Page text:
How MicroLED technology could change the future of TV and cinema. MicroLED is a video display technology that employs microscopic-sized LEDs which, when placed on a surface of the video screen, can produce a viewable image.
Each MicroLED is a pixel that emits its own light, produces the image and adds color. A MicroLED pixel is made up of red, green, and blue elements (referred to as subpixels). The MicroLEDs can be illuminated, dimmed or activated or deactivated individually.
MicroLED vs. OLED
MicroLED technology is similar to that used in OLED TVs and some PC monitors, portable and wearable devices. OLED pixels also produce their own light, image and color and can be individually adjusted or turned on or off.
However, although OLED technology displays excellent quality images, it uses organic materials, while MicroLED is inorganic. As a result, the ability to produce OLED images decreases over time and is susceptible to “burn-in” when still images are displayed for long periods of time.
MicroLED vs LED / LCD
MicroLEDs are different from LEDs currently used in LCD TVs (includes LED / LCD and QLED) and most PC monitors. The LEDs used in these products and similar video displays do not actually produce the image.
Instead, LEDs are just small bulbs positioned behind the screen, or along the edges of the screen, that pass through the LCD pixels containing the image information. Color is added as light passes through additional red, green, and blue filters before reaching the screen surface.
MicroLEDs are much smaller than the LED bulbs used in LED / LCD and QLED TVs.
- MicroLED pixels do not degrade over time and are less sensitive to image persistence, not prone to burn-in, which are limitations with OLEDs. They are also brighter than OLED pixels - on par with the brightness capability of LED / LCD pixels, but just as capable of OLEDs at displaying absolute black and equivalent levels of color saturation.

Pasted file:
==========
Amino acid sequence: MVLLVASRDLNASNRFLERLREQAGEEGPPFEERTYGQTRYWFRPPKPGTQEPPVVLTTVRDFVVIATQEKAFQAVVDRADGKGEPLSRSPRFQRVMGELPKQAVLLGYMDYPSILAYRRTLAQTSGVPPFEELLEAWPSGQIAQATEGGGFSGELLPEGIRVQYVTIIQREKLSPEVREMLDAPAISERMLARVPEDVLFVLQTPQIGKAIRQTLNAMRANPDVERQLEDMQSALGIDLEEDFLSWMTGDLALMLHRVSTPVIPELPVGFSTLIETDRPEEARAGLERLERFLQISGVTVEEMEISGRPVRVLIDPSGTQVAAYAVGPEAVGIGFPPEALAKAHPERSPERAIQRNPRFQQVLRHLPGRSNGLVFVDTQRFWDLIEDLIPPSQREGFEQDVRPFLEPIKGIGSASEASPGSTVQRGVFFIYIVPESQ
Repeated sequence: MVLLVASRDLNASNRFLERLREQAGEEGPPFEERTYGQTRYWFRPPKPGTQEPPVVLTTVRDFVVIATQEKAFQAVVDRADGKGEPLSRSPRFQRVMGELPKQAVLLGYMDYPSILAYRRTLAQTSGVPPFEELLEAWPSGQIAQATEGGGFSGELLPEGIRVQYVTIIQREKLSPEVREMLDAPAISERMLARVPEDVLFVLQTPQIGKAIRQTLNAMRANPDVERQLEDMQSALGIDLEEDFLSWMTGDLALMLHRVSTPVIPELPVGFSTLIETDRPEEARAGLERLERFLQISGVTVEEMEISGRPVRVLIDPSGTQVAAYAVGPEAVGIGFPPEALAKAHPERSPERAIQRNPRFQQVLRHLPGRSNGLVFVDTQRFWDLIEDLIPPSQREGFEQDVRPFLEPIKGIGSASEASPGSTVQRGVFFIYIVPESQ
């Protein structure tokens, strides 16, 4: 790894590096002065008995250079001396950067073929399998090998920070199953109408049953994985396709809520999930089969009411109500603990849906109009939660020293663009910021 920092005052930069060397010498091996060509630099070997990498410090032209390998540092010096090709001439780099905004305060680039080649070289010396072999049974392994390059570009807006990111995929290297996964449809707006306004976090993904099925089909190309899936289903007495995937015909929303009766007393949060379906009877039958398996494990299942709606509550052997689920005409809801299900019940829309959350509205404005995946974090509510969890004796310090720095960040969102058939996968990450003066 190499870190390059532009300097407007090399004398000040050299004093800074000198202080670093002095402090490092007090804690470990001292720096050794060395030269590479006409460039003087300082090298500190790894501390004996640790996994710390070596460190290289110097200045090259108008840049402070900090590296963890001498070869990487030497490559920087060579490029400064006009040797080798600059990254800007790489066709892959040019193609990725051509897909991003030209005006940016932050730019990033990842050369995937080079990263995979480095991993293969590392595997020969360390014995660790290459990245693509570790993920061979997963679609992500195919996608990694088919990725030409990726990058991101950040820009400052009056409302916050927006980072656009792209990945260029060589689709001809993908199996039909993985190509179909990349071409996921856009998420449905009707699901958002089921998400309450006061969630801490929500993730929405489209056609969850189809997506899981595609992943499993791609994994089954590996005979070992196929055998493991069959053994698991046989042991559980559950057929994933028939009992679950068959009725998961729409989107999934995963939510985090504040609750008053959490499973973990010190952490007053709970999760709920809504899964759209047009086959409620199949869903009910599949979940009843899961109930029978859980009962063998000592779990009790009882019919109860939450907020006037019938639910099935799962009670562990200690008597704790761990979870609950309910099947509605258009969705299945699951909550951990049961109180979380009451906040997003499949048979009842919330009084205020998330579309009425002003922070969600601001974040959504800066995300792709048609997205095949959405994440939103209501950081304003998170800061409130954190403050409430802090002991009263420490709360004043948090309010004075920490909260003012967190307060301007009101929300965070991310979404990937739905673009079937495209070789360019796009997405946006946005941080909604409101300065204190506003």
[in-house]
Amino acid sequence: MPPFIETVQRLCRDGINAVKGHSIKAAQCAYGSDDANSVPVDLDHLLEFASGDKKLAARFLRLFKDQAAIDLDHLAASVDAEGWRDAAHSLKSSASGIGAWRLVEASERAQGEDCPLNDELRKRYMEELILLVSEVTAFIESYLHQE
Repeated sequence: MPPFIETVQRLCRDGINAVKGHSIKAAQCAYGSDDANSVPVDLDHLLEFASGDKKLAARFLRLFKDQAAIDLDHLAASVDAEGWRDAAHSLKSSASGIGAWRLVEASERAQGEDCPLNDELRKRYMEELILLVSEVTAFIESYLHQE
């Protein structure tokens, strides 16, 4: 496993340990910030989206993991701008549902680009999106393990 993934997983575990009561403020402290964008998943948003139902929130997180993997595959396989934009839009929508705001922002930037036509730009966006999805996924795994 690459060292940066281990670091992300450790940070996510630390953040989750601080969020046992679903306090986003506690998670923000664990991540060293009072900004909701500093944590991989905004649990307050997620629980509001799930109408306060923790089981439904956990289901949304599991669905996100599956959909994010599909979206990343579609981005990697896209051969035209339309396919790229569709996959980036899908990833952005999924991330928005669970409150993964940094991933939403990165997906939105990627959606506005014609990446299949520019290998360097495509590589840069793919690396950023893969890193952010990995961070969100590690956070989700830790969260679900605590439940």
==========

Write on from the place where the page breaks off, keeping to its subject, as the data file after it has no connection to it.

- It supports low latency and faster refresh rates without depending on frame interpolation, black frame insertion, or backlight scan (Good news for gamers!).
- È can provide a angle di wider vision compared to the current LED / LCD technology.
- High light output in capable of supporting HDR and both internal and external viewing,
- Compatible with both viewing applications 2D and 3D.
- Lower energy consumption compared to LED / LCD and OLED technology, when comparing equivalent screen sizes.
- Better viewing for large applications. Current outdoor video displays, as well as in shopping malls, arenas and stadiums are bright. However, the LEDs used in these displays aren't much smaller than the LED Christmas lights you might be using at home. As a result, it is often possible to see the LED structure of the screens which makes them irritating after viewing them briefly. By using much smaller MicroLEDs, a smoother “TV like” viewing experience is possible for outdoor environments and large rooms.
- MicroLED supports the construction of the modulator. Televisions, PC monitors, and video displays are usually made with a single panel, and a film screen is usually a sheet of fabric. However, a MicroLED display can be assembled from smaller modules to create any screen size needed in different aspect ratios. This is suitable for commercial applications, such as large digital signage displays (such as outdoor screens used in Las Vegas, billboards and video displays used in arenas and stadiums) or as a replacement for projectors / screens in cinemas.